The disc/endplate organ culture is regarded as a good model to study nucleus pulposus (NP) biology due to its precise controllability over external stimuli and its retention of native structural integrity . In particular, the development of a bioreactor platform can further maintain NP viability for a long period, and some studies can be performed at a near physiological condition. Previously, several studies [6, 10, 11] assessed the effects of several mechanical parameters on NP cells using the disc bioreactor culture model and provided a wealth of information about the interplay between certain mechanical parameters and NP metabolism. In our preliminary study, we developed an intelligent and mechanically active perfusion bioreactor combined with a substance exchanger . Compared to other bioreactors used for disc organ culture [6, 10, 13], the main advantage of this perfusion bioreactor is that it can automatically control the culture environment including the pH, PO2, glucose and lactic acid. These parameters can affect on NP biology in vitro . Therefore, a more advanced and stable bioreactor system may further improve our understanding of NP mechanobiology in vitro.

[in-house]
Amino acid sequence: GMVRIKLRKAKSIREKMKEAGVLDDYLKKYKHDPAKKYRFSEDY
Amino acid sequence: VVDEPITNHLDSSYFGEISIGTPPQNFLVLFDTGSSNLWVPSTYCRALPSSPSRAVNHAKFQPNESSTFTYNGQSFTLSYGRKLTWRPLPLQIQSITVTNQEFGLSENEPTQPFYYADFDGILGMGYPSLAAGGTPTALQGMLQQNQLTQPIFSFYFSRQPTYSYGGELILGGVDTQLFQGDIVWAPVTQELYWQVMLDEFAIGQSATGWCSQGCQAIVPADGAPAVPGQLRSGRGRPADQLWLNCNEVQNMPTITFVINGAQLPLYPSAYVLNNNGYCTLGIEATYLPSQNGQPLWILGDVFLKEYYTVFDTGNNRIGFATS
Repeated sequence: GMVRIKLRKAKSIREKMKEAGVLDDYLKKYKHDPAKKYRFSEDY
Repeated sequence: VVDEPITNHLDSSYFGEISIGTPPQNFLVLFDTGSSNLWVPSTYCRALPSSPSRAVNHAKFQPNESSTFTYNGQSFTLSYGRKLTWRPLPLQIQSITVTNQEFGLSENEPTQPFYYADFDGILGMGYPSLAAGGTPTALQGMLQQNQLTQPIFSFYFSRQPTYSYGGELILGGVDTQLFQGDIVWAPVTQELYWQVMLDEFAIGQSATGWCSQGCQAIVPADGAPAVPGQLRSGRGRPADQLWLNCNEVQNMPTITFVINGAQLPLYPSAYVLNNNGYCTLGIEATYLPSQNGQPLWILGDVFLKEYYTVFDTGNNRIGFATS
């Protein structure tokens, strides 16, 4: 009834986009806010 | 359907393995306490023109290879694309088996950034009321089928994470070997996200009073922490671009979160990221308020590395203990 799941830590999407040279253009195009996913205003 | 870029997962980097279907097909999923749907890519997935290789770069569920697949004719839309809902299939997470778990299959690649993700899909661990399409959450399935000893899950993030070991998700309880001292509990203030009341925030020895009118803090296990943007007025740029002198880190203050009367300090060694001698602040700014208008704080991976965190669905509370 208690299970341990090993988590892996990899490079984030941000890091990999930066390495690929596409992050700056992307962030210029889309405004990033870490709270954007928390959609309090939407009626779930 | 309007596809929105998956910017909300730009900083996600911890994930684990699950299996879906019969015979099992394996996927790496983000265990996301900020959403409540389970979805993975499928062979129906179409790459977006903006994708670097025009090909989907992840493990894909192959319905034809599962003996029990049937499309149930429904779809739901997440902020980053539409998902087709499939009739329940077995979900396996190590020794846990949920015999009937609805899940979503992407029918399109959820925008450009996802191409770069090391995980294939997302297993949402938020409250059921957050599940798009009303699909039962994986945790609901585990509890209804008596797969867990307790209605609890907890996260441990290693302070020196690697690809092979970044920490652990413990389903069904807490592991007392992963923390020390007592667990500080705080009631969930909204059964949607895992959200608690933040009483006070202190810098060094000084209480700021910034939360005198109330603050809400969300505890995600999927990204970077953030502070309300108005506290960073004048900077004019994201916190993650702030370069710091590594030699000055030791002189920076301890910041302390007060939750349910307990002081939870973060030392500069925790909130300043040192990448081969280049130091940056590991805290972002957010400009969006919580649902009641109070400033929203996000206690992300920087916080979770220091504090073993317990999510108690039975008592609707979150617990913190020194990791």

In humans, the original notochordal cells within the NP tissue disappears around the age of 10 . Moreover, previous studies indicated that notochordal cells can protect the disc from degeneration, which supports the finding that the first signs of disc degeneration simultaneously occurr with the disappearance of the notochordal cells [16, 17]. Therefore, the immature human disc may be the most appropriate model to study the initiating stage of disc degeneration. However, it is unrealistic to obtain abundant immature human discs because of some ethical limitations. Porcine is accepted as another suitable large animal model for investigating disc structure, biochemistry and biomechanics . Furthermore, immature porcine discs have a high content of notochordal cells , which is similar to that of immature human discs. Therefore, we propose that investigations on immature porcine discs may have merits by reflecting biological changes of the initial stage of disc degeneration.